A la poursuite du lien entre la lumière artificielle nocturne et le cancer de la prostate


Martin Aubé

Institut national de la recherche scientifique [INRS] - Cégep de Sherbrooke


Domaine : cancer

Programme Programme d'appui à la recherche pour les enseignants-chercheurs de collège

Concours 2019-2020

It has recently been shown that exposure to nocturnal intrusive light (NIL), even at very low levels, leads to physiological changes. These include lower levels of the hormone melatonin, which could increase the risk of many diseases, including prostate cancer (PC). The population and the urban authorities are currently facing this concern, but the scientific bases are practically non-existent, because of the lack of exposure data to the NIL in the population and their rare application in research.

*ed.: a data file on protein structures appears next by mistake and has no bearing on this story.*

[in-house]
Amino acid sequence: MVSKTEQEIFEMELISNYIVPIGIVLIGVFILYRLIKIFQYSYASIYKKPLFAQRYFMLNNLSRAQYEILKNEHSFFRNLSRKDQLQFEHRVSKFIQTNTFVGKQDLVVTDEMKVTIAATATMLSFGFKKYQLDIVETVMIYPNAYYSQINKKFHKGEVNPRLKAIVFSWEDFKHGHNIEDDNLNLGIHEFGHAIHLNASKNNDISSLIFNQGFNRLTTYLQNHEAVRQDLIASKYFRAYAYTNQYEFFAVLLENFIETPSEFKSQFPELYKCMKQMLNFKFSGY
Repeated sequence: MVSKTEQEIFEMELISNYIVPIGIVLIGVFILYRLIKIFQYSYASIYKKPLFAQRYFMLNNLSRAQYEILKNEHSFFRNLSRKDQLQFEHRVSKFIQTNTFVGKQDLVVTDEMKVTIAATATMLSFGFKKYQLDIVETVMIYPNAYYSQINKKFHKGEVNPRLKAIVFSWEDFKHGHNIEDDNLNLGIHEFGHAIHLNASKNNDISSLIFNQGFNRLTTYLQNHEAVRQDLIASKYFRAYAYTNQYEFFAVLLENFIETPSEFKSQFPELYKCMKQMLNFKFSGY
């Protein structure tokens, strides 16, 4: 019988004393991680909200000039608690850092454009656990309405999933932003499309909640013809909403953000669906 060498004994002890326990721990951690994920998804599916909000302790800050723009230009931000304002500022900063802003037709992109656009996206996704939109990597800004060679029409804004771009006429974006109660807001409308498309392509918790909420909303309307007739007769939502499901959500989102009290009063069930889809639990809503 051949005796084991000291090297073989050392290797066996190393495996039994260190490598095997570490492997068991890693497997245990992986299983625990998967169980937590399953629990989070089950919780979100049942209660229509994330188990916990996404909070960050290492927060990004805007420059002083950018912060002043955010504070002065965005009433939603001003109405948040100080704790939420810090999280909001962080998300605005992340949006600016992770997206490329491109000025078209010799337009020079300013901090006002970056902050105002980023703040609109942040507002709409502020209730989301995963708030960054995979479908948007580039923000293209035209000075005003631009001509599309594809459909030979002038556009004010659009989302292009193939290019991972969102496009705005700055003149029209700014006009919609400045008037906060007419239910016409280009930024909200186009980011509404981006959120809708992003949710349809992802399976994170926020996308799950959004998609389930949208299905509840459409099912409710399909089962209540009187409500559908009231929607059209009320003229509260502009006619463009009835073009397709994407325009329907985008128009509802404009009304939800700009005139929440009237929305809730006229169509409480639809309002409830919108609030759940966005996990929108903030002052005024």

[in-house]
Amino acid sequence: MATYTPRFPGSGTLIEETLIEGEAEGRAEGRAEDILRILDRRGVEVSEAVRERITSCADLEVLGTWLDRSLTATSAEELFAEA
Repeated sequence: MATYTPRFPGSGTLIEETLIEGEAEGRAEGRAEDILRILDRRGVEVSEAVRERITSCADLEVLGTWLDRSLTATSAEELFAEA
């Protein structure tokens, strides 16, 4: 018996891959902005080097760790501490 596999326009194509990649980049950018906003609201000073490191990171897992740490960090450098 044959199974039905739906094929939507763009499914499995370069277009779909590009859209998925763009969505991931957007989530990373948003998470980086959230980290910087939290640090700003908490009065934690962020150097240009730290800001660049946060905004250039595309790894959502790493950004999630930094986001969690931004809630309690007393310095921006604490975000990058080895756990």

We propose an innovative project that focuses on the study of the statistical links between the occurrence of CP and the level and the spectrum of the NIL near homes and in bedrooms. The research will be applied to the population living in the territories of Montreal. The research will involve:

a. the development of multispectral remote sensing techniques, including the scientific exploitation of color images taken by astronauts from the International Space Station and other satellite datasets;

b. the use of LANcube, an instrument capable of measuring NIL on multispectral and multi-angular basis and the refinement of data analysis techniques;

c. numerical modeling of the propagation of NIL in the urban environment;

d. in situ validation of NIL derived from the combination of remote sensing and modeling;

e. the exploitation of PROtEuS databases, an imposing case-control study on the environmental causes of CP.
This transdisciplinary research project links the natural sciences and engineering to the health sciences. To do this, Marie-Élise Parent, epidemiologist at Institut de recherche scientifique (Québec) will work in synergy with Martin Aubé, worldwide recognized researcher in the field of detection and numerical modeling of artificial night light.